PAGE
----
After the visionary phase leveled off a bit, the provider said it was then necessary to leave her alone for a while. This may be part of the Bwiti ceremony as well, but the subject seemed to be looking forward to it, saying, ‘I want to be alone with just me and the planets.’ At this point, the provider placed a baby monitor on the bedside table, and we left the room. The subject periodically needed help to the bathroom, and drank water regularly through a straw. Straws are very important as people on Ibogaine are often unable to drink from a glass without one.
The coming down or ‘binding’ process, when the mind reorders itself and the receptor ‘reset’ is supposed to happen, was much more difficult than the visionary phase, and was marked by agitation, unpleasant sensations, aches, and anxiety, but the unpleasant feelings were made tolerable because of her thoughts of being ‘one with the universe.’ The provider suggested we wait as long as possible to restart her Xanax dosing so as to take advantage of the possibility that the Ibogaine might withdraw her or at least lower the necessary dose of Xanax as well. The lack of Xanax was probably responsible for extra anxiety. However, she went at least 24 hours without Xanax, and her heart rate and physical steadiness remained healthy. Only after she began to tremble, become unable to take an even breath, say that it felt like she was in withdrawal, and insist on Xanax did the provider okay the dose. After the experience, the Xanax dose went right back to where it had started. In this subject’s case, Ibogaine had no effect on Xanax dosage except during the visionary phase and part of the reset phase. As the subject slowly returned to normal, the Xanax addiction returned in full force.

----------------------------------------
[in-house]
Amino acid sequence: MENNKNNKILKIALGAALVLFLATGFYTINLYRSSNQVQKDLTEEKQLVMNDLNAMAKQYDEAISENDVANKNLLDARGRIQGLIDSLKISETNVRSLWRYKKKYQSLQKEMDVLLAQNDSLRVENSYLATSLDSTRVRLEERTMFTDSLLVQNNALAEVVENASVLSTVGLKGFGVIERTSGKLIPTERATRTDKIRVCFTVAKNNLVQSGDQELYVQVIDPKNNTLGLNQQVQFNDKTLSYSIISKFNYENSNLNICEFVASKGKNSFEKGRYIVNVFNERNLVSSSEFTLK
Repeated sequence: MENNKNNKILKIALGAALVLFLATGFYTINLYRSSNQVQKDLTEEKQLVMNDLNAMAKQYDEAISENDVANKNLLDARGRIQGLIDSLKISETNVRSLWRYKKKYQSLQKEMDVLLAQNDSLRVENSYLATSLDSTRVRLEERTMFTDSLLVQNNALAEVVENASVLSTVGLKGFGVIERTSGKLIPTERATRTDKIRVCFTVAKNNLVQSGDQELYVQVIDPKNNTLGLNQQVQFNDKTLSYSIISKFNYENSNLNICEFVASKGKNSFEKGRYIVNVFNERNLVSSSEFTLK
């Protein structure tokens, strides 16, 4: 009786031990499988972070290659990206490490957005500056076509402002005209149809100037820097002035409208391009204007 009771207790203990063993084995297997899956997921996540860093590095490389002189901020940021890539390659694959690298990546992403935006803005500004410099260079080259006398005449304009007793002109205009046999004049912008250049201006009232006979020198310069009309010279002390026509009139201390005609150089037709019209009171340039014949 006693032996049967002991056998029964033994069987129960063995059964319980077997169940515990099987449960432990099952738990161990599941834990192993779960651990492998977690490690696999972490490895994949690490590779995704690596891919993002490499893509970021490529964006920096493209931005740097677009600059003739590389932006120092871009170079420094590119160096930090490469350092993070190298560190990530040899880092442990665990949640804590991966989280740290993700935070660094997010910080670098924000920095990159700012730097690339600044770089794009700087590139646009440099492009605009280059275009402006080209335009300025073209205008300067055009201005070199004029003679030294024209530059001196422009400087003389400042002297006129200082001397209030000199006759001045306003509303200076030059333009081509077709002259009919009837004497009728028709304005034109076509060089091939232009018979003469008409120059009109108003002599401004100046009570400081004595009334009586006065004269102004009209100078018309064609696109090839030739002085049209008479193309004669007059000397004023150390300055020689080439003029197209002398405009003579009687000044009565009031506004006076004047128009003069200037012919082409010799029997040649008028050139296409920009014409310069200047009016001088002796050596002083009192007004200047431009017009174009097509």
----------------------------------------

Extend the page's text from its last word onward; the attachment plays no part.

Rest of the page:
There was some tossing and turning, but very little compared to most patients according to the provider. The subject referred to a binding effect centered at mid waistline between navel and solar plexus, and said it was difficult to move or get up and go to the bathroom. Ibogaine did not cause her to soil the sheets, and trips to the bathroom are fine with some assistance. Assisting her to the bathroom required some physical strength.